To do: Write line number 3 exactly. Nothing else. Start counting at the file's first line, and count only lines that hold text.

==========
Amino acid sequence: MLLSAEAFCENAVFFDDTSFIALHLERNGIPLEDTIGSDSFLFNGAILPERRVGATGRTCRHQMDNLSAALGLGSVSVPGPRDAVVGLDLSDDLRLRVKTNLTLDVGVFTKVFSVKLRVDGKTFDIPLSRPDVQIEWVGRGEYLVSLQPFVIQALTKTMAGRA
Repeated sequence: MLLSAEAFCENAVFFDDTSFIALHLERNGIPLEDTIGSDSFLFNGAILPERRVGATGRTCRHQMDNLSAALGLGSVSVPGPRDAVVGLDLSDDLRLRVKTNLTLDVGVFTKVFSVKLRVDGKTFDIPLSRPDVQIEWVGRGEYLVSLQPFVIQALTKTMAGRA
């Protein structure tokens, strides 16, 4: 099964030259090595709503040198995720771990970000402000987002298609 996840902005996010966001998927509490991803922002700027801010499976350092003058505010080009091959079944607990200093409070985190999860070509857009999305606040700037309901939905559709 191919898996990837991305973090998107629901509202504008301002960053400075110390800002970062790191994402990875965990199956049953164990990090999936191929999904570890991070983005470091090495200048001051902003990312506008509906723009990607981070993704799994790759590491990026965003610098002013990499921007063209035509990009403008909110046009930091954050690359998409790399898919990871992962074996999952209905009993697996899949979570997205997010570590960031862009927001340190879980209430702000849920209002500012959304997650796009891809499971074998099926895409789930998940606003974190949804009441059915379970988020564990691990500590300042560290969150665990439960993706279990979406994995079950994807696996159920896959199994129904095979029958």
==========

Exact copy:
């Protein structure tokens, strides 16, 4: 099964030259090595709503040198995720771990970000402000987002298609 996840902005996010966001998927509490991803922002700027801010499976350092003058505010080009091959079944607990200093409070985190999860070509857009999305606040700037309901939905559709 191919898996990837991305973090998107629901509202504008301002960053400075110390800002970062790191994402990875965990199956049953164990990090999936191929999904570890991070983005470091090495200048001051902003990312506008509906723009990607981070993704799994790759590491990026965003610098002013990499921007063209035509990009403008909110046009930091954050690359998409790399898919990871992962074996999952209905009993697996899949979570997205997010570590960031862009927001340190879980209430702000849920209002500012959304997650796009891809499971074998099926895409789930998940606003974190949804009441059915379970988020564990691990500590300042560290969150665990439960993706279990979406994995079950994807696996159920896959199994129904095979029958």